Luqi Chi, Lisa Stehno-bittel, Irina Smirnova, Daniel J Stechschulte, Kottarappat N. Dileepan, "Signal transduction pathways in mast cell granule-mediated endothelial cell activation", Mediators of Inflammation, vol. 12, Article ID 909847, 9 pages, 2003. https://doi.org/10.1080/0962935031000097682
Signal transduction pathways in mast cell granule-mediated endothelial cell activation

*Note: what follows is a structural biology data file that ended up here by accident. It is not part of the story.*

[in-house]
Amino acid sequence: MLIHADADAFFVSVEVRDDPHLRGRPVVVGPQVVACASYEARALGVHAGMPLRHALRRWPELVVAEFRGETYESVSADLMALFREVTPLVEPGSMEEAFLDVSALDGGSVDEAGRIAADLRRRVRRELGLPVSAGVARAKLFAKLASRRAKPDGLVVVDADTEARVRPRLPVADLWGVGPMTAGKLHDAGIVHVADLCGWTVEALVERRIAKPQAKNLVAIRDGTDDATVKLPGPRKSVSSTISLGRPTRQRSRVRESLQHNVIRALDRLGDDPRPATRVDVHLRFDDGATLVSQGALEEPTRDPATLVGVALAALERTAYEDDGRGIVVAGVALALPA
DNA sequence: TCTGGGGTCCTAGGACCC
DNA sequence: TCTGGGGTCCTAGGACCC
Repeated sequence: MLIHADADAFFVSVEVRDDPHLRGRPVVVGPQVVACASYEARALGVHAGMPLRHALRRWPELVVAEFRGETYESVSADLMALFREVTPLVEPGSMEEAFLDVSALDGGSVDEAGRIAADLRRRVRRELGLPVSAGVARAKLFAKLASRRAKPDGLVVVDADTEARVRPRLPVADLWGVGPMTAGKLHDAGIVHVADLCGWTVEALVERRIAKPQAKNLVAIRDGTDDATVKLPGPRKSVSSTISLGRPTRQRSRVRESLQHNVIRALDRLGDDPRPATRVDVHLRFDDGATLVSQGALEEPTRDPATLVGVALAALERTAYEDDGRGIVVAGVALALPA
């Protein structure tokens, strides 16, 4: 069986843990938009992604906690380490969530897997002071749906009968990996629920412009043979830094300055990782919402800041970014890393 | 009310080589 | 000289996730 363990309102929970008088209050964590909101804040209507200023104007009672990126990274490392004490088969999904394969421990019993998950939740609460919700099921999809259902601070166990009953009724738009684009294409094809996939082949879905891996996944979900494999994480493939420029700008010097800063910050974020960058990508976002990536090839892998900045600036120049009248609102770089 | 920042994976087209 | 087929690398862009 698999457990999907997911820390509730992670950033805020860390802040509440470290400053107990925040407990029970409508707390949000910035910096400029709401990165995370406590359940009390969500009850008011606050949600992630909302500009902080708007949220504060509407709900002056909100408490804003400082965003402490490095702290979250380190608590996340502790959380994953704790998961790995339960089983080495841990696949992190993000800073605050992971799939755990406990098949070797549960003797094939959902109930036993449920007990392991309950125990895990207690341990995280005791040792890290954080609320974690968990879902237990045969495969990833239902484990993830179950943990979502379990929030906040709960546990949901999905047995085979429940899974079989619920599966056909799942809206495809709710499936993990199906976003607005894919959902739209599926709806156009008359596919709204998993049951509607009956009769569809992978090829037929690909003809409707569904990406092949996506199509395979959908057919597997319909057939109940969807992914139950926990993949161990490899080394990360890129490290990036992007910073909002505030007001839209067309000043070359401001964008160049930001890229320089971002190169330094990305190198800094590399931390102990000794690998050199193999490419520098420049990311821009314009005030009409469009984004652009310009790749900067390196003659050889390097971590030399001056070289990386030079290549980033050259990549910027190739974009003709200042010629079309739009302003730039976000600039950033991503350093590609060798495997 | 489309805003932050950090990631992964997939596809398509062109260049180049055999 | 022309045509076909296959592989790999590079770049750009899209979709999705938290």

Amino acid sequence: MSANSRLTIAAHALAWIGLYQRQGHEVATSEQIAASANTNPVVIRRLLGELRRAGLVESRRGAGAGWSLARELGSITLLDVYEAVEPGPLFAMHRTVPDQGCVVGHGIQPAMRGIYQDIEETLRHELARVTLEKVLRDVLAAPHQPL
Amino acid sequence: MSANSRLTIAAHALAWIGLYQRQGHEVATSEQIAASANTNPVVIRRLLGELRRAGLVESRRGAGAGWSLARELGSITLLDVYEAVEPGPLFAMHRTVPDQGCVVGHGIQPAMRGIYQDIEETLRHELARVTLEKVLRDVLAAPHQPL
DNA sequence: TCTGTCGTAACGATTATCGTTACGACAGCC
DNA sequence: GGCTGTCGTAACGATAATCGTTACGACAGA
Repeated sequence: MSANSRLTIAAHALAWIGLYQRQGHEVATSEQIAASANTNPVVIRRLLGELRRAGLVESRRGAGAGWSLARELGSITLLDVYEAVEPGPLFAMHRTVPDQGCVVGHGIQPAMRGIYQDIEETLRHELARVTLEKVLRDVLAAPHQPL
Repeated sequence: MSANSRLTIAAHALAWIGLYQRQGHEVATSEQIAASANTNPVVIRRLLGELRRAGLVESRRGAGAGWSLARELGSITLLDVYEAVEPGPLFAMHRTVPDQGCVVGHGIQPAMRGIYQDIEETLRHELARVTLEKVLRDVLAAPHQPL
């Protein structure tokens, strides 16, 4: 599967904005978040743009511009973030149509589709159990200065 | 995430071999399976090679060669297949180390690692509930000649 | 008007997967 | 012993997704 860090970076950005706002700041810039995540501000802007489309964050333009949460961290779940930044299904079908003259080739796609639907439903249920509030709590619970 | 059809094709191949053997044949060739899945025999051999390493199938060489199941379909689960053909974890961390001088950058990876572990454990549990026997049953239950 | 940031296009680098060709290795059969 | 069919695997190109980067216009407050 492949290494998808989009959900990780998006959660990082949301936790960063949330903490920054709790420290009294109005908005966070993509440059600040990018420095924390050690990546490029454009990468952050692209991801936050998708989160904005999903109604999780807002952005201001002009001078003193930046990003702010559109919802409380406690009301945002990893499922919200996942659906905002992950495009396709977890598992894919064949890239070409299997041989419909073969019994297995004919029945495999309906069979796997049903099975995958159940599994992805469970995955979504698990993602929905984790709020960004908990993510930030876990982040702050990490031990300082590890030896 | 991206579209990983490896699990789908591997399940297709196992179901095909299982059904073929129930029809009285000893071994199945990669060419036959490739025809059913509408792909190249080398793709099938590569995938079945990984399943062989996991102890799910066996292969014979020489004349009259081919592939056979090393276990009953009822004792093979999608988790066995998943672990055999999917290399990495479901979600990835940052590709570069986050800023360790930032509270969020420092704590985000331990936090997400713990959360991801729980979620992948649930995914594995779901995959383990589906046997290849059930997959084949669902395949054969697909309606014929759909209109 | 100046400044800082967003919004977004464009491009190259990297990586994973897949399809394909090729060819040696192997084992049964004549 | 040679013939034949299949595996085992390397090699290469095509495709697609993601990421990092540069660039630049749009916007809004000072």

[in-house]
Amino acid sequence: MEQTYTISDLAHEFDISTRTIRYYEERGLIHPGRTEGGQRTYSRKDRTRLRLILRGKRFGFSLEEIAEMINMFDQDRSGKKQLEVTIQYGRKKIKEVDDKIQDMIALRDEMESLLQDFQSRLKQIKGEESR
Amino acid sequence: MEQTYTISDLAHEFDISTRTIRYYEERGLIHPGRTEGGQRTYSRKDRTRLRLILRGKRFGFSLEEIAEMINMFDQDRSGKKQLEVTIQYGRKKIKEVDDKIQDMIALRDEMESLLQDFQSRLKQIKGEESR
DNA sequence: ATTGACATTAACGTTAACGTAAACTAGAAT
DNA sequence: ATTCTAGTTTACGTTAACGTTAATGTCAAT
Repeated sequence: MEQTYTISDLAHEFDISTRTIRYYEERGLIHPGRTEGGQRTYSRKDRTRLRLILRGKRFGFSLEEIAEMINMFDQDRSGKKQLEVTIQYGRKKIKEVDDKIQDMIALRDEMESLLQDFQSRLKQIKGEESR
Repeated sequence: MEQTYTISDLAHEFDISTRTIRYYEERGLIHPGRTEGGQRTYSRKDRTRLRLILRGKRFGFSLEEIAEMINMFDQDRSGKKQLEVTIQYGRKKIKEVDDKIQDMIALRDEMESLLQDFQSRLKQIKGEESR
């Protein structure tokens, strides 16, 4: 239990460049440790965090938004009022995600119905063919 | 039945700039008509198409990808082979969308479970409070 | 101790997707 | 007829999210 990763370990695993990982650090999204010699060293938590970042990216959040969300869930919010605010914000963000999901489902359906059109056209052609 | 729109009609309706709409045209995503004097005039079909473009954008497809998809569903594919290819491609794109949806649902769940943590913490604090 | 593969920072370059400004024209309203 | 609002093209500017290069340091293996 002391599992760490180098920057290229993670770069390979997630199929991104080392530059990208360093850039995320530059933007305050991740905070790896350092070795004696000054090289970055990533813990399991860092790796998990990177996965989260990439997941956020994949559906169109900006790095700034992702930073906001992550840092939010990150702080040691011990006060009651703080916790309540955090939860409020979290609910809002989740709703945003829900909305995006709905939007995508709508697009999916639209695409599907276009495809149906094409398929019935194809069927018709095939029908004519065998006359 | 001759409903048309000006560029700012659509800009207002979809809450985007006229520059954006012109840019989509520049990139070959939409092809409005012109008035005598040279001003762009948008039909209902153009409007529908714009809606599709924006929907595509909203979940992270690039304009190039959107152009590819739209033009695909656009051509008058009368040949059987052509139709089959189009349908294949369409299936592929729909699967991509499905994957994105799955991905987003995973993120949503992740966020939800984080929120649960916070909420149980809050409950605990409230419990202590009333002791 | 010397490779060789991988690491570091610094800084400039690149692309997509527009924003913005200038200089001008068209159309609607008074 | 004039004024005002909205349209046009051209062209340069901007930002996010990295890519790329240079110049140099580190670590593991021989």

Background: We have previously shown that incubation of human endothelial cells with mast cell granules results in potentiation of lipopolysaccharide-induced production of interleukin-6 and interleukin-8.Aims: The objective of the present study was to identify candidate molecules and signal transduction pathways involved in the synergy between mast cell granules and lipopolysaccharide on endothelial cell activation.Methods: Human umbilical vein endothelial cells were incubated with rat mast cell granules in the presence and absence of lipopolysaccharide, and IL-6 production was quantified. The status of c-Jun amino-terminal kinase and extracellular signal-regulated kinase 1/2 activation, nuclear factor-κB translocation and intracellular calcium levels were determined to identify the mechanism of synergy between mast cell granules and lipopolysaccaride.Results: Mast cell granules induced low levels of interleukin-6 production by endothelial cells, and this effect was markedly enhanced by lipopolysaccharide. The results revealed that both serine proteases and histamine present in mast cell granules were involved in this activation process. Mast cell granules increased intracellular calcium, and activated c-Jun amino-terminal kinase and extracellular signal-regulated kinase 1/2. The combination of lipopolysaccharide and mast cell granules prolonged c-Jun amino-terminal kinase activity beyond the duration of induction by either stimulant alone and was entirely due to active proteases. However, both proteases and histamine contributed to calcium mobilization and extracellular signal-regulated kinase 1/2 activation. The nuclear translocation of nuclear factor-κB proteins was of greater magnitude in endothelial cells treated with the combination of mast cell granules and lipopolysaccharide.Conclusions: Mast cell granule serine proteases and histamine can amplify lipopolysaccharide-induced endothelial cell activation, which involves calcium mobilization, mitogen-activated protein kinase activation and nuclear factor-κB translocation.
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